I could use some help with getting the next lens. I'm looking to pick up a macro lens but after looking at B&H catalog and reading reviews, I'm a bit lost. The 3 I'm looking at are: AF-S VR Micro-Nikkor 105mm f/2.8G IF-ED; AF-S Micro-Nikkor 60mm f/2.8G ED Macro Autofocus Lens, AF Micro-Nikkor 60mm f/2.8D Lens. I'm leaning towards the 105mm because I could also (I think I can?) use that in night club situations. My friend is a drummer in a local band and he wants me to take some shots of him, but I also want to take some close ups, nature stuff.....or am I nutz for trying to get all this in one lens?
The 105s will give you much more working room for macro AND give you a fast telephoto. f/2.8 @ ~60mm is cheap and easy - the 50's cover you well there and are significantly faster.
The 105 has VR, which is useful, but pointless for moving subjects. And if you use the limiter, the autofocus is surprisingly quick with one of the newer cams (don't have olders than D7000).
The new AF-S NIKKOR 85mm f/1.8G with 32mm of extension tubes for close focus. Exposure data: 1/320 f/6.3, ISO 16000
But it of course depends on how serious you are about either or.
I'm a very dedicated macro photographer, about 60% nature macro, 30% bird photography and 10% large species and landscape. I have all sorts of extensions and close up filters but I prefer not to use any of the extras and only use the lens plain and simple, + R1C1 of course. I have a 70mm macro and a 150mm macro. 70mm is useful at times when the 150mm does not allow me to get into tighter spots but 95% of the time I use my 150mm. A true nature macro photographer should not go below 150mm. 200mm would be nice but it's a compromise for me on weight and size + I almost only do hand held photography weather it be macro of BiF with my 500mm.
A 105mm macro is OK for the once in a while macro photographer but then I would just as well chose a smaller one and get a better focal length for club/indoor shooting.
It seems you are set on Nikon for macro which is a shame but maybe you are a brand-bound person and in that case I nor anyone else can change your mind. You get better glass from third party brands, at least Sigma which has better IQ and better features, especially a much better bokeh. You can check with test sites and you can see that Sigma's macro's constantly earn best pro and expert lens awards, not Nikon.
Sorry if you feel I'm pushing on something you just won't consider.
It has yet to be proven that intelligence has any survival value. - Arthur C. Clarke
I personally can't see the necessity of a longer lens for macro work, but then I don't do it much either... :-)
I also take photos of bands and I have used the 105 for this, but I'm more likely to use the 24-70 or 24-120 to give me a bit more scope.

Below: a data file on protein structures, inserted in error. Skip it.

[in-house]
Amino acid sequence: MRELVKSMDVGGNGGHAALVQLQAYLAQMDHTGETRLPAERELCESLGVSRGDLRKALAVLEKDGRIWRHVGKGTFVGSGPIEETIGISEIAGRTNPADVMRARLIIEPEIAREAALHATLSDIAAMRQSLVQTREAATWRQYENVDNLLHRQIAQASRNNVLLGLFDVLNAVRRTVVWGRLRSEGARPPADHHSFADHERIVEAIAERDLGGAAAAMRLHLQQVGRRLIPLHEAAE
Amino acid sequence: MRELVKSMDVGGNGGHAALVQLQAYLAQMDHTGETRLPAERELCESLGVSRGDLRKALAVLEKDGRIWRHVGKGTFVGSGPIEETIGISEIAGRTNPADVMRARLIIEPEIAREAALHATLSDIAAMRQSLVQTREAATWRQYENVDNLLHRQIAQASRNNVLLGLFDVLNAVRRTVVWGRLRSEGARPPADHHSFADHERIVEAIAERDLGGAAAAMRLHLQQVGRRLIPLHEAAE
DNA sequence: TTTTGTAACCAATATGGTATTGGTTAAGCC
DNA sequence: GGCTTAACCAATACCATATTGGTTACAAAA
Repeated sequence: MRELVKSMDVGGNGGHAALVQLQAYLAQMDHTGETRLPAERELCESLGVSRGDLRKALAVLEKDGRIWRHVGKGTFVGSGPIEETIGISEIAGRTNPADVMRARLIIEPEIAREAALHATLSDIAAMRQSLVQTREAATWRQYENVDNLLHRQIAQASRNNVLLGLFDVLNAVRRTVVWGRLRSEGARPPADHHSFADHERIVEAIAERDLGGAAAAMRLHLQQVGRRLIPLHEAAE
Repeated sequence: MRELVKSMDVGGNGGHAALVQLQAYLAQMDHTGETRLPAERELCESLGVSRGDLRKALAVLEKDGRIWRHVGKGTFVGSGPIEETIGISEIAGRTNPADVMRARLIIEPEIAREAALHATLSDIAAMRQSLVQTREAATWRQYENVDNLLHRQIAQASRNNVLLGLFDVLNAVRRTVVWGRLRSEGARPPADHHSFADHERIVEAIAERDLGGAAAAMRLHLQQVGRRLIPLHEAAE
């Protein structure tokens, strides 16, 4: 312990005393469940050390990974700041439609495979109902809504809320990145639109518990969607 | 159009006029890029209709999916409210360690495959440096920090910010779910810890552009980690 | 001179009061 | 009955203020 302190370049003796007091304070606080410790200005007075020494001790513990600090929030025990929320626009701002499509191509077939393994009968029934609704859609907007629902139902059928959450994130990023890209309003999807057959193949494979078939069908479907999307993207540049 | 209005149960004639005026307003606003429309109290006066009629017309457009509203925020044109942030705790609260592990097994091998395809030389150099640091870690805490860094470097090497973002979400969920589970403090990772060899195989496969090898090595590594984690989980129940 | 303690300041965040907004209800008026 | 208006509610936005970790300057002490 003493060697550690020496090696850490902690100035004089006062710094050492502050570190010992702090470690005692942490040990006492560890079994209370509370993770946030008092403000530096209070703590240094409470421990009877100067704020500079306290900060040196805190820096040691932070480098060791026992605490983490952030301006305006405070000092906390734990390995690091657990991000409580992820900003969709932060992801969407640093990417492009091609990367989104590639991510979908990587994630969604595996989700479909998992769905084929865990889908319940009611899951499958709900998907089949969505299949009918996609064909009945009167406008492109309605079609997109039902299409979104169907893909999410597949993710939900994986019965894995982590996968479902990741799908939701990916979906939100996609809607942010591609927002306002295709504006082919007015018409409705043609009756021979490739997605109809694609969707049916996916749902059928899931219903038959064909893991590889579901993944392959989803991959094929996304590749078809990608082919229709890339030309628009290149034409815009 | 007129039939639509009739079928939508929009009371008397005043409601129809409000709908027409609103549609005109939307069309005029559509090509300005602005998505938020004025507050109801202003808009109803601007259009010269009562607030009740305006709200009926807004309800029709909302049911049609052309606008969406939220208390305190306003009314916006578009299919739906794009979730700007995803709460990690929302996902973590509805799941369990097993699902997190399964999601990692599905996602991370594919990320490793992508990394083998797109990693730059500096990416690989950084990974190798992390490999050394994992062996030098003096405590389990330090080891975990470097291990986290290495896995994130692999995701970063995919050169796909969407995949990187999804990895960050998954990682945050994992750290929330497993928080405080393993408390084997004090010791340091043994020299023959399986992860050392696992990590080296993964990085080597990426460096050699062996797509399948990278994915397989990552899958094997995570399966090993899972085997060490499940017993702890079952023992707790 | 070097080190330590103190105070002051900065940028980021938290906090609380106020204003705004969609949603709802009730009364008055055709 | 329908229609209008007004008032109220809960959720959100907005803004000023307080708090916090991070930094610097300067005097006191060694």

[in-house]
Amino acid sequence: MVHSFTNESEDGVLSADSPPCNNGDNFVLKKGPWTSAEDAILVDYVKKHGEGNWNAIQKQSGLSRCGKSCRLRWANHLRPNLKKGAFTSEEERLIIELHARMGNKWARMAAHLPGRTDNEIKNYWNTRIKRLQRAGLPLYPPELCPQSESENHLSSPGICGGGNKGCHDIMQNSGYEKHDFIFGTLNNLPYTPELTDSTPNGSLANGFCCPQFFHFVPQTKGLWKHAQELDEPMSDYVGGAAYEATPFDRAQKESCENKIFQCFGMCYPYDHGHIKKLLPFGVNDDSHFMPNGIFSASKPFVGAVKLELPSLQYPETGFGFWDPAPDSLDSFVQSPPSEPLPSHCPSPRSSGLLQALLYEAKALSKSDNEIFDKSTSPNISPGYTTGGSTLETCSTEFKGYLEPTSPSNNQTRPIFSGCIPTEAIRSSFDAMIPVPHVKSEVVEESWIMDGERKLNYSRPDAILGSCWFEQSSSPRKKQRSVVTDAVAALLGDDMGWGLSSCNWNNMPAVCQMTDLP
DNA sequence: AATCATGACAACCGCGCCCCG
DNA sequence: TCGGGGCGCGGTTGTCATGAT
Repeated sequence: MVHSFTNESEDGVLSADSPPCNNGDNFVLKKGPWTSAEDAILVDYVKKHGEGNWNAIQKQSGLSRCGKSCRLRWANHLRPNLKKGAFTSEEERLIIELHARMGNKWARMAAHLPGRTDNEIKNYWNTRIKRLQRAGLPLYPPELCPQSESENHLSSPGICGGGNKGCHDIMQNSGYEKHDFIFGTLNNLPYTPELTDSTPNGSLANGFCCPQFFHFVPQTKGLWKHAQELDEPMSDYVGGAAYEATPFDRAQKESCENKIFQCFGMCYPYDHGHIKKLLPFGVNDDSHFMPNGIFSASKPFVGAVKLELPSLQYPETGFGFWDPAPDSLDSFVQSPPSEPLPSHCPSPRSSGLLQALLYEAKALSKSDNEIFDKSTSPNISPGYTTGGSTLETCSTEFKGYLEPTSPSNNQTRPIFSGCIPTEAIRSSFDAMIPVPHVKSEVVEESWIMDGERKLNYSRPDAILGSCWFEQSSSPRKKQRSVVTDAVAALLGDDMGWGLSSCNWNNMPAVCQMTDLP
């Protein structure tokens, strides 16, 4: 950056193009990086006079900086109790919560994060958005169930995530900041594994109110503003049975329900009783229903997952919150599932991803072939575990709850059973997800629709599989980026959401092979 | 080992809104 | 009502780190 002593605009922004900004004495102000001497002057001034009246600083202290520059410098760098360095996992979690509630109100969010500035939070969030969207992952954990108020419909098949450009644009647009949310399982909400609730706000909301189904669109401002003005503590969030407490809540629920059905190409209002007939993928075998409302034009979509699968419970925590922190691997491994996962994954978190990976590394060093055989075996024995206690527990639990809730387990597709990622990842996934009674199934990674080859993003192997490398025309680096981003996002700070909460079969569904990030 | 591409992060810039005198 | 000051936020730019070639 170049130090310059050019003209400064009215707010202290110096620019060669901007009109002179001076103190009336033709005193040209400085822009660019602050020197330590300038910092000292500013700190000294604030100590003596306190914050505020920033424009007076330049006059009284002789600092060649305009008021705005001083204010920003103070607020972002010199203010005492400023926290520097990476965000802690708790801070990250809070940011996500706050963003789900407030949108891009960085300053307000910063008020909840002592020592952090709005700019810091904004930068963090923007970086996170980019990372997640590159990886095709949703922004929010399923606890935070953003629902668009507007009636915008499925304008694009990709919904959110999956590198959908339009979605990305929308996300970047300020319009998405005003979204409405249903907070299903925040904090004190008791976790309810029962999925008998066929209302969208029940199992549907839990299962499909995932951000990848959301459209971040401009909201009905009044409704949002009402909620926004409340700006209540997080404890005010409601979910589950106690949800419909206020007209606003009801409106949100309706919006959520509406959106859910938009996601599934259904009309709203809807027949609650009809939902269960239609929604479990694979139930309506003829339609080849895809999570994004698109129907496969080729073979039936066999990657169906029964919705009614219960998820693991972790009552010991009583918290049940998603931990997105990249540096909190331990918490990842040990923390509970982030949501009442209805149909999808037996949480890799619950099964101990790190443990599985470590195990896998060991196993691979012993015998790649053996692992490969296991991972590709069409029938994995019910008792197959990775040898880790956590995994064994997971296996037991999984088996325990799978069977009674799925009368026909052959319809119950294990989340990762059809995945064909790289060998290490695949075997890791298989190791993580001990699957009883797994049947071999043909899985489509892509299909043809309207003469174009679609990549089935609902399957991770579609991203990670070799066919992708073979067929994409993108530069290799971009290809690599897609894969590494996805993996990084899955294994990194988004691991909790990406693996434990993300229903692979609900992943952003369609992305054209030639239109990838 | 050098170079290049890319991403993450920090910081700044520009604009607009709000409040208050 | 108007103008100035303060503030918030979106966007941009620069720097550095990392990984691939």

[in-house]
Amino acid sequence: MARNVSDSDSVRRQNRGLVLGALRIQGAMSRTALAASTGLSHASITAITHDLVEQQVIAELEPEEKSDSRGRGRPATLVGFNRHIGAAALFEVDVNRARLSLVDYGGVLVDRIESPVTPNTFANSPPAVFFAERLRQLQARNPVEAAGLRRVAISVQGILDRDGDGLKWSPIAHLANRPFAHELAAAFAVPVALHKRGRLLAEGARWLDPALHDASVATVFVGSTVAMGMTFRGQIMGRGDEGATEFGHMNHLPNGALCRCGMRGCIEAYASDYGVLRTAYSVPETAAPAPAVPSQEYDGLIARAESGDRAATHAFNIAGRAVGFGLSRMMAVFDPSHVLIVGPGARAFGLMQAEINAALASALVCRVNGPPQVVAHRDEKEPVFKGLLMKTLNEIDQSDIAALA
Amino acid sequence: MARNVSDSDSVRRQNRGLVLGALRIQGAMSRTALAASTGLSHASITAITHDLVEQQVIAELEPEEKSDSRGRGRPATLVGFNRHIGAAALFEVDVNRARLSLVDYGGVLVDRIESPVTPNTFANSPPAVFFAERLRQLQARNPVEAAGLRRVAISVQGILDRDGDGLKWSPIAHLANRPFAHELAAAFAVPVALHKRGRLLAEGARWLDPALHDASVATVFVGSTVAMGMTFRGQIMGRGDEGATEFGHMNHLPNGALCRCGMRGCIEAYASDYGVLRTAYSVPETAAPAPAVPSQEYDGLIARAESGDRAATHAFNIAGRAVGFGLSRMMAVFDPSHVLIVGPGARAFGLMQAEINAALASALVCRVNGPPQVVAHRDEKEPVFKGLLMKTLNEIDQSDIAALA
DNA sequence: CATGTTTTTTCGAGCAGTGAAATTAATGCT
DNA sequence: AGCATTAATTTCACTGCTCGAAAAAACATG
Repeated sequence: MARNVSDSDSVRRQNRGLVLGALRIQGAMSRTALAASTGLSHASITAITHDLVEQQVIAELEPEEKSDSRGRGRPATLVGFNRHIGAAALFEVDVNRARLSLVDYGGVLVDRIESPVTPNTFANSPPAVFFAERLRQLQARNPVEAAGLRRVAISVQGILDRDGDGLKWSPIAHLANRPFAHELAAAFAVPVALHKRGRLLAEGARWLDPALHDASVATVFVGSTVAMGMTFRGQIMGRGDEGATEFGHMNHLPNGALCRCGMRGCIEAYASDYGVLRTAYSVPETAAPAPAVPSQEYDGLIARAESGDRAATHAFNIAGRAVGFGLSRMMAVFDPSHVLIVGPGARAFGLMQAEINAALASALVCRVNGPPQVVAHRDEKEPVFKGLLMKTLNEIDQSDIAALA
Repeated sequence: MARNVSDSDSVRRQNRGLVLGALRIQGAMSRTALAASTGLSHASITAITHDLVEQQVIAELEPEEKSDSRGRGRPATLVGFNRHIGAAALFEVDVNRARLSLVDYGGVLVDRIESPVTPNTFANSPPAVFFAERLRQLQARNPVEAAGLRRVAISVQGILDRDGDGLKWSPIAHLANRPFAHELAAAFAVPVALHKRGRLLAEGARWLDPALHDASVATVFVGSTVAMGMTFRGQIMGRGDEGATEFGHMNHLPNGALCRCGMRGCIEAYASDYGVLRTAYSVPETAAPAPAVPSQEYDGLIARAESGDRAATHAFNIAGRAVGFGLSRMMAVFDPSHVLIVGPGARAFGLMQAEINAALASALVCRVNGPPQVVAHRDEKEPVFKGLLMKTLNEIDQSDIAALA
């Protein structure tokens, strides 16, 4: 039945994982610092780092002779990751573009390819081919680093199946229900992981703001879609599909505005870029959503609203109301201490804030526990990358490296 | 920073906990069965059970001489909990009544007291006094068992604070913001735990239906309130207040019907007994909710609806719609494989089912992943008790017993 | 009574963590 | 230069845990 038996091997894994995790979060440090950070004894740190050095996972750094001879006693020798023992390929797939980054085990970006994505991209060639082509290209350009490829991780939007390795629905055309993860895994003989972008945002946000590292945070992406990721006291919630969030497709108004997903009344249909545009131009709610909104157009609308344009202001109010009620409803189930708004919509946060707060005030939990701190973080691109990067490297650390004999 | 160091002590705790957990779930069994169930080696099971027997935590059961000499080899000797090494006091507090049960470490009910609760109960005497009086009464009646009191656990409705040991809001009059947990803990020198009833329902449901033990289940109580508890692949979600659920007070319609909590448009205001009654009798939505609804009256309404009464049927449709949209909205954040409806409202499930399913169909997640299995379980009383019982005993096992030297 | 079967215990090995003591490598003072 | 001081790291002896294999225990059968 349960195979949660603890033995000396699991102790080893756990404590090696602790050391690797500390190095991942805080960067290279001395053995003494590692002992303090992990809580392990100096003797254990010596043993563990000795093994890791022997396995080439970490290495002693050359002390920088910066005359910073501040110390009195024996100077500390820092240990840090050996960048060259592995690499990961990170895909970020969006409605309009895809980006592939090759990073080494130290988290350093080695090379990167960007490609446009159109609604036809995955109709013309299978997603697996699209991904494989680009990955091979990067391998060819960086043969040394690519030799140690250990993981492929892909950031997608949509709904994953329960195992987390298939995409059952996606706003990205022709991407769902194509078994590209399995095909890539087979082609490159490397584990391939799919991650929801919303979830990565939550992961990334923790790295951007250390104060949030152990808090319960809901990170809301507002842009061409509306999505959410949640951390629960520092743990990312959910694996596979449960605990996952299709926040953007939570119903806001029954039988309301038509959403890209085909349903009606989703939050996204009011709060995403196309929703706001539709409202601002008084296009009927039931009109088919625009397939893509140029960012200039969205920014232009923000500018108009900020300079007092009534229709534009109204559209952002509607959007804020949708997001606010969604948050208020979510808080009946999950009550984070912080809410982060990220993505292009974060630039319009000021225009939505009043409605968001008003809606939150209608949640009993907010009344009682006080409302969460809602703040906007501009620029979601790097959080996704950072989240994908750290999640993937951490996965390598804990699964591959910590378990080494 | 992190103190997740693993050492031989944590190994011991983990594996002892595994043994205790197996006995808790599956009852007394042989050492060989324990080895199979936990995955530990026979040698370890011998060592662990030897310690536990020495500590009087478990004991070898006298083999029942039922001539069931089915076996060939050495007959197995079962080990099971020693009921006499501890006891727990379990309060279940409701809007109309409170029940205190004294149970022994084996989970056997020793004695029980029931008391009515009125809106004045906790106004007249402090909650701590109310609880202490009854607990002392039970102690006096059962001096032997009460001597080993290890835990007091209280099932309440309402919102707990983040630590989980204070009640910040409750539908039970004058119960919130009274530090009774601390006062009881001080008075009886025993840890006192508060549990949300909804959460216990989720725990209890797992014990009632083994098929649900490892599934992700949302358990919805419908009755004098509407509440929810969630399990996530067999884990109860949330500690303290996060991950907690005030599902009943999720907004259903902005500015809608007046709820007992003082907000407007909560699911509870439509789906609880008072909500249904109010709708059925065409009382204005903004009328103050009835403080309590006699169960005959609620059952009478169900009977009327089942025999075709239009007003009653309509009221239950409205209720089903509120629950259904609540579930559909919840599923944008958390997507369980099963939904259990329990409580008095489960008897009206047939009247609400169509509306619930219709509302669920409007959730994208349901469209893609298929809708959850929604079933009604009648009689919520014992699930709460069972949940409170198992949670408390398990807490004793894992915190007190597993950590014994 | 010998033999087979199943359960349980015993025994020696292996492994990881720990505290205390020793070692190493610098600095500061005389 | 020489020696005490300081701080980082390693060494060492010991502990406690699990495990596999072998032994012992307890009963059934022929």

Look at this photo I took with it.
Look especially at the enlarged image. Focus was on the watch dial.
Some of it depends on what body you are using - On DX I found the 105 vr to be a bit long for the macro work I like (no bugs - they give me the willies) and liked the 60mm a bit more.
I have been using the 60mm D for studio work on my D800 for portraiture as it is tack sharp. It is not fast focusing and focuses better with the AF assist light or from the flashes. I find that lens difficult to focus with any real speed in low light. The 105vr for head shots is fantastic but it too is not the fastest focus lens. Macro lenses AF are made for accuracy with good lighting, not speed in dark scenarios. I did try the 60mm this holiday on the D800 in hopes with new AF with the F/8 focusing capability would speed it up, but it didn't. Nothing beats a 50mm for low light.
Personally my suggestion is to buy a dedicated macro for macro work, and pick up a 50mm f1.8 or 85mm f1.8 for the low light stuff.
for macro work I have not found anything faster
For macro stuff it works great but I have a half a dozen lenses that focus faster than it does in low light. I was referring to the OP shooting in lower light like he was wanting to use something for.
Does somebody know a more up-to-date list? That one is from 2007 To be a bit more specific: A chart, that does contain also the 70-200/4 (but I guess, that should not be a problem?)
The NikonUSA version: of the 105mm states the TCs can be used but no AF is possible.
Question: the Sigma 150mm and 180mm f/2.8's with image stabilization....does anyone have a reference to reviews and ratings of these? The idea of 1:1 with the 150mm and image stabilization seems attractive as light is always a struggle dropping 2 f/stops at this magnification.
But, I am really interested in the Sigma as the new 150mm w/image stabilization sounds interesting...
I do recall on the old forum a reference to some excellent images done with a lens reversing ring. And, I tried this as well with a Lumiquest box on an SB800, 50mm f/1.4D. Actually works well in image quality, but the dim viewing suggested I might want something all in one and ready to go.
IMHO it works fine
I have the old 150 macro and have been thinking of upgrading to the OS version .. since I use the 150 as a general tele lens a lot the OS would sure help a lot .. I cant really hand hold the 150 for long at the stability I need at 150mm.
Being a photographer is a lot like being a Christian: Some people look at you funny but do not see the amazing beauty all around them - heartyfisher.
Knocks against the 200 f/4 are that AF isn't blazing fast, but IMO that's irrelevant for macro work as macro is usually MF. The D-lens is 20 years old and will not AF on D3000/5000 series at all. We're told it's due for an update (famous last words, as I lovingly stroke my D400 and 80-400mm VRII). I hope it gets updated/popular (it's not a top seller currently) but I'm going to shoot my copy until it dies and on the day it dies a little part of me might die with it. Solid, useful lens that fills two of my needs simultaneously.
fine at normal range
but slow close up